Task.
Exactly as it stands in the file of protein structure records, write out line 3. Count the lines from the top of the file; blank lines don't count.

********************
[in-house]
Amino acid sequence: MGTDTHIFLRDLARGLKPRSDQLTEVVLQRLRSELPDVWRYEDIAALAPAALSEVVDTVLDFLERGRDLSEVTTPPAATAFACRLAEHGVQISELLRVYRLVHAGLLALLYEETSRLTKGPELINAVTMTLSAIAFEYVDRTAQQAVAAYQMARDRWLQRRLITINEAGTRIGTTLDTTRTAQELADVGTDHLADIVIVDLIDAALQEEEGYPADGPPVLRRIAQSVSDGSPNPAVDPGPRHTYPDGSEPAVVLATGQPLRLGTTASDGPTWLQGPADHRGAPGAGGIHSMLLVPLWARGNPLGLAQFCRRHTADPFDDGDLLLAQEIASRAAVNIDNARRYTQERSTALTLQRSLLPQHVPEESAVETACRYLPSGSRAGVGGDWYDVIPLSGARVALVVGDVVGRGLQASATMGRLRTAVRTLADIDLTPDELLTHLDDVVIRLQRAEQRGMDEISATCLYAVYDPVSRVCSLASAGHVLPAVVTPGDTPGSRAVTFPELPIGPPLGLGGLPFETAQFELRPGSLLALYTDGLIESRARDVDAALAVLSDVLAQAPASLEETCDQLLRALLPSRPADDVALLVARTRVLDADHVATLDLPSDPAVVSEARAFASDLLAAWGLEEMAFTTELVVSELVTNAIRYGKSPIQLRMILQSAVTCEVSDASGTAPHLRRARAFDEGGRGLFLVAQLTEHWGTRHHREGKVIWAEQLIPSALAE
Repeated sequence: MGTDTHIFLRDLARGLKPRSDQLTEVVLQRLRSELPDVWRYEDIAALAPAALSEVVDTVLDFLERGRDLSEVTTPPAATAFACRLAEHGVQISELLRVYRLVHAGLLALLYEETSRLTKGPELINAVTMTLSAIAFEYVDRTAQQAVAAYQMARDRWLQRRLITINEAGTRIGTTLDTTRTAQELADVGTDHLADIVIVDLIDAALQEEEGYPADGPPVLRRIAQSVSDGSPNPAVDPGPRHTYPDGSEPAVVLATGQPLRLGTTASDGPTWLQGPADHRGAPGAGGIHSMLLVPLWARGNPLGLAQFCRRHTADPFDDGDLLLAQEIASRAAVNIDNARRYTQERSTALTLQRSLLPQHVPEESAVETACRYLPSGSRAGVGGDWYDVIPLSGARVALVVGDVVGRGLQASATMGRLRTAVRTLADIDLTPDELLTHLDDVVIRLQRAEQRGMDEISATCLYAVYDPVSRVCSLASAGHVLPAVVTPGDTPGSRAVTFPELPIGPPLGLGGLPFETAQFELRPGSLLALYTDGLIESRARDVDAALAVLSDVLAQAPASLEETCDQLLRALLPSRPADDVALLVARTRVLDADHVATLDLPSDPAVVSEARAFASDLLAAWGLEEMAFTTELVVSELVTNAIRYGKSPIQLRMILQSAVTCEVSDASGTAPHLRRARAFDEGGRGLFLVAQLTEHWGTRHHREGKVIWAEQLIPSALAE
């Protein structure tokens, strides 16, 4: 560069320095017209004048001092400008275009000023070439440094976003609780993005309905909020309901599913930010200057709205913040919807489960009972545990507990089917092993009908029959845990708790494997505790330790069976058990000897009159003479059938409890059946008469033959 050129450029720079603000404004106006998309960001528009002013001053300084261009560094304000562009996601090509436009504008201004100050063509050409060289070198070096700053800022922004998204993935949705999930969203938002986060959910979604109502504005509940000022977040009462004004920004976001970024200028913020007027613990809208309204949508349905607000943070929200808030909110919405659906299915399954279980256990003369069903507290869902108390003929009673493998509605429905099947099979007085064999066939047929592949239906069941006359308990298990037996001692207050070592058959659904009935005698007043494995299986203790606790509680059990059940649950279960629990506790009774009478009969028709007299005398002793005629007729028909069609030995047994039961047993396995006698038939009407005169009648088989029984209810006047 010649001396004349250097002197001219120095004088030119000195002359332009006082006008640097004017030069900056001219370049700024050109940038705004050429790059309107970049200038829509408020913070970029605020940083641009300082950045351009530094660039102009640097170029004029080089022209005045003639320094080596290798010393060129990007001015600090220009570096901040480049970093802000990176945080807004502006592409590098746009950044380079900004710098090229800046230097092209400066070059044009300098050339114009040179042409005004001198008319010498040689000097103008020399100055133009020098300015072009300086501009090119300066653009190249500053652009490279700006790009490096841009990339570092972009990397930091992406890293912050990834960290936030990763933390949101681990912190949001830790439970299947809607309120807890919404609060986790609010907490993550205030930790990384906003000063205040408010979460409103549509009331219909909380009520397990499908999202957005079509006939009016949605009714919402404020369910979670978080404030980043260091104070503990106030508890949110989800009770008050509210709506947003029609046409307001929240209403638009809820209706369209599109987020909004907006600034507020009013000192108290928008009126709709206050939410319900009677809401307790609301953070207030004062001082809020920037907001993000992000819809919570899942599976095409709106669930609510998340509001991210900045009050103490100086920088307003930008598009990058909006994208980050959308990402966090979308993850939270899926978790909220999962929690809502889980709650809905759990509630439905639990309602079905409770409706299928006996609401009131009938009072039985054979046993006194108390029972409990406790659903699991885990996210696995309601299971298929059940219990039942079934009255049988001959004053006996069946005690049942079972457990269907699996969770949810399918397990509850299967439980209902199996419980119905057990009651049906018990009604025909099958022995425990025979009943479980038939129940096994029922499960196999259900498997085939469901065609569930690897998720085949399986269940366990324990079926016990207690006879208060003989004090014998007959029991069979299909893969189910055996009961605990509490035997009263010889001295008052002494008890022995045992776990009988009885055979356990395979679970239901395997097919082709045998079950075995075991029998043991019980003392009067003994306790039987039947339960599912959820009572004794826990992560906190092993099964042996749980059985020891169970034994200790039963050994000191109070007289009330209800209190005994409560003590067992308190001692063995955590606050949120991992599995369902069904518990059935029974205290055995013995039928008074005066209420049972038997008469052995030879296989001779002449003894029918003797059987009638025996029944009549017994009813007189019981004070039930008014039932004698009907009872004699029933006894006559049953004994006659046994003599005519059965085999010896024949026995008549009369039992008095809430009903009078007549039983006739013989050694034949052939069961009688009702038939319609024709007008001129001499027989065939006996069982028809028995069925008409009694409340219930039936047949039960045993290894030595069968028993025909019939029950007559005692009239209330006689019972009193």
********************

Repeated sequence: MGTDTHIFLRDLARGLKPRSDQLTEVVLQRLRSELPDVWRYEDIAALAPAALSEVVDTVLDFLERGRDLSEVTTPPAATAFACRLAEHGVQISELLRVYRLVHAGLLALLYEETSRLTKGPELINAVTMTLSAIAFEYVDRTAQQAVAAYQMARDRWLQRRLITINEAGTRIGTTLDTTRTAQELADVGTDHLADIVIVDLIDAALQEEEGYPADGPPVLRRIAQSVSDGSPNPAVDPGPRHTYPDGSEPAVVLATGQPLRLGTTASDGPTWLQGPADHRGAPGAGGIHSMLLVPLWARGNPLGLAQFCRRHTADPFDDGDLLLAQEIASRAAVNIDNARRYTQERSTALTLQRSLLPQHVPEESAVETACRYLPSGSRAGVGGDWYDVIPLSGARVALVVGDVVGRGLQASATMGRLRTAVRTLADIDLTPDELLTHLDDVVIRLQRAEQRGMDEISATCLYAVYDPVSRVCSLASAGHVLPAVVTPGDTPGSRAVTFPELPIGPPLGLGGLPFETAQFELRPGSLLALYTDGLIESRARDVDAALAVLSDVLAQAPASLEETCDQLLRALLPSRPADDVALLVARTRVLDADHVATLDLPSDPAVVSEARAFASDLLAAWGLEEMAFTTELVVSELVTNAIRYGKSPIQLRMILQSAVTCEVSDASGTAPHLRRARAFDEGGRGLFLVAQLTEHWGTRHHREGKVIWAEQLIPSALAE